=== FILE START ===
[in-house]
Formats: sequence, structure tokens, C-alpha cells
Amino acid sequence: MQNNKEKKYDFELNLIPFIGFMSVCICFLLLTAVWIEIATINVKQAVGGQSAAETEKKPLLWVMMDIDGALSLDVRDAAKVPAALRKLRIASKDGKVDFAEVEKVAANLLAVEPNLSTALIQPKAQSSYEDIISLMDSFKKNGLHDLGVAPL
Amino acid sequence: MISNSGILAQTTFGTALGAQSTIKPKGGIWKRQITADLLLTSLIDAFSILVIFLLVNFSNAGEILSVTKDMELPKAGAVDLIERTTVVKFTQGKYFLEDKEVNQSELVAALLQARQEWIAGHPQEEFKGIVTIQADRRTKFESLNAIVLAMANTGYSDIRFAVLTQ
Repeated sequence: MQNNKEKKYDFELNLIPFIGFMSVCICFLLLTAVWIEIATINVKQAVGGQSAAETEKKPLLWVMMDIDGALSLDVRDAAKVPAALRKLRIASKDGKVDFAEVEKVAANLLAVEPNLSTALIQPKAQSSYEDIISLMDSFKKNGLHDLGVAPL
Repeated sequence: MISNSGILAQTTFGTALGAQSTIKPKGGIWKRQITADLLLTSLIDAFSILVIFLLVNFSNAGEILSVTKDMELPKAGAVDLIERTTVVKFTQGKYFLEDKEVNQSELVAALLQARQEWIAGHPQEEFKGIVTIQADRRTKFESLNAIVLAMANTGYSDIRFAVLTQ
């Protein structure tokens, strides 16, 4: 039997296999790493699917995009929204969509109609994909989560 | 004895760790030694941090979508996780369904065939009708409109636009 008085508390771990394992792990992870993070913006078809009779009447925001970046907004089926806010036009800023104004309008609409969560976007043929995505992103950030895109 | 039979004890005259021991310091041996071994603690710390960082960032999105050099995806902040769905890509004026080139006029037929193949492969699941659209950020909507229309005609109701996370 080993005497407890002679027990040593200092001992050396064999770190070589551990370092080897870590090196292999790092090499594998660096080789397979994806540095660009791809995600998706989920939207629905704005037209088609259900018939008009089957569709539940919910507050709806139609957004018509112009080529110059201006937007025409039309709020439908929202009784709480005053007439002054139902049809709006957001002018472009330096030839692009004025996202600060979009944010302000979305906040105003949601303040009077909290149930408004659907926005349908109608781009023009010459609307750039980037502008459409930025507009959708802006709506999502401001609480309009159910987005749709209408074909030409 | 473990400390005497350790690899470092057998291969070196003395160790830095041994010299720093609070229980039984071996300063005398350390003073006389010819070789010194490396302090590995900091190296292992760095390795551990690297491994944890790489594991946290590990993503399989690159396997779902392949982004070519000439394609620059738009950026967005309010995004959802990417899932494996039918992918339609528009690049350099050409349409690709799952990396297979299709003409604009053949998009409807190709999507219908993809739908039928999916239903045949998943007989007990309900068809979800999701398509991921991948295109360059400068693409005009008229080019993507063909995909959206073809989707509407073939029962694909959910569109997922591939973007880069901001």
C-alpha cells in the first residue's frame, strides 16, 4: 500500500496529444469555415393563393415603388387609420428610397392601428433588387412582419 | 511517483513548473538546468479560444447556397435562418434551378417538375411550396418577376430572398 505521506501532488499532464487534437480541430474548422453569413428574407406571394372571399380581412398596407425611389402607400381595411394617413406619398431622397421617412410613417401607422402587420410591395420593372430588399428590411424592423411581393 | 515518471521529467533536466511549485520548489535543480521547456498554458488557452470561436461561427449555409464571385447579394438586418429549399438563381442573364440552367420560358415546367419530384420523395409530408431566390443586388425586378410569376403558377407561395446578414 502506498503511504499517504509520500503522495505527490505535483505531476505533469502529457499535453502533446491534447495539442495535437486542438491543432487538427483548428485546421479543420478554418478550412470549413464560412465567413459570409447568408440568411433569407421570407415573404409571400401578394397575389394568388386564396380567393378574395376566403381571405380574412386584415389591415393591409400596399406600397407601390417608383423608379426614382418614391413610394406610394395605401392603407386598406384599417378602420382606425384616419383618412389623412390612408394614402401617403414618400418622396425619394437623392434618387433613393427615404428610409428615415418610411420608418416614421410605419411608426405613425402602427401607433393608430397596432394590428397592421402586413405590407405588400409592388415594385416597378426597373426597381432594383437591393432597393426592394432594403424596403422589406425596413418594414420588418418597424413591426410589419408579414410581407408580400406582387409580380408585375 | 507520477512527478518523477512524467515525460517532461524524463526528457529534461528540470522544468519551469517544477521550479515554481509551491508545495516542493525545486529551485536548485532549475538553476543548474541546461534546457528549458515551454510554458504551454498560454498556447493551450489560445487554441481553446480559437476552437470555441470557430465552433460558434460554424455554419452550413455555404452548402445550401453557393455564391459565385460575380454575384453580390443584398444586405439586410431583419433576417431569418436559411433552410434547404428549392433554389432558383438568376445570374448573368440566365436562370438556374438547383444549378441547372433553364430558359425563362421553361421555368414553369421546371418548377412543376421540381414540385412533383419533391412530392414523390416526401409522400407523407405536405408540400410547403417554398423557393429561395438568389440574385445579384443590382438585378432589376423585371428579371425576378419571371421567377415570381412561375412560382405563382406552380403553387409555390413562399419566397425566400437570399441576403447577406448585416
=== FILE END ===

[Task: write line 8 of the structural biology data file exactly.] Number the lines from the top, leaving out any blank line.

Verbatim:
C-alpha cells in the first residue's frame, strides 16, 4: 500500500496529444469555415393563393415603388387609420428610397392601428433588387412582419 | 511517483513548473538546468479560444447556397435562418434551378417538375411550396418577376430572398 505521506501532488499532464487534437480541430474548422453569413428574407406571394372571399380581412398596407425611389402607400381595411394617413406619398431622397421617412410613417401607422402587420410591395420593372430588399428590411424592423411581393 | 515518471521529467533536466511549485520548489535543480521547456498554458488557452470561436461561427449555409464571385447579394438586418429549399438563381442573364440552367420560358415546367419530384420523395409530408431566390443586388425586378410569376403558377407561395446578414 502506498503511504499517504509520500503522495505527490505535483505531476505533469502529457499535453502533446491534447495539442495535437486542438491543432487538427483548428485546421479543420478554418478550412470549413464560412465567413459570409447568408440568411433569407421570407415573404409571400401578394397575389394568388386564396380567393378574395376566403381571405380574412386584415389591415393591409400596399406600397407601390417608383423608379426614382418614391413610394406610394395605401392603407386598406384599417378602420382606425384616419383618412389623412390612408394614402401617403414618400418622396425619394437623392434618387433613393427615404428610409428615415418610411420608418416614421410605419411608426405613425402602427401607433393608430397596432394590428397592421402586413405590407405588400409592388415594385416597378426597373426597381432594383437591393432597393426592394432594403424596403422589406425596413418594414420588418418597424413591426410589419408579414410581407408580400406582387409580380408585375 | 507520477512527478518523477512524467515525460517532461524524463526528457529534461528540470522544468519551469517544477521550479515554481509551491508545495516542493525545486529551485536548485532549475538553476543548474541546461534546457528549458515551454510554458504551454498560454498556447493551450489560445487554441481553446480559437476552437470555441470557430465552433460558434460554424455554419452550413455555404452548402445550401453557393455564391459565385460575380454575384453580390443584398444586405439586410431583419433576417431569418436559411433552410434547404428549392433554389432558383438568376445570374448573368440566365436562370438556374438547383444549378441547372433553364430558359425563362421553361421555368414553369421546371418548377412543376421540381414540385412533383419533391412530392414523390416526401409522400407523407405536405408540400410547403417554398423557393429561395438568389440574385445579384443590382438585378432589376423585371428579371425576378419571371421567377415570381412561375412560382405563382406552380403553387409555390413562399419566397425566400437570399441576403447577406448585416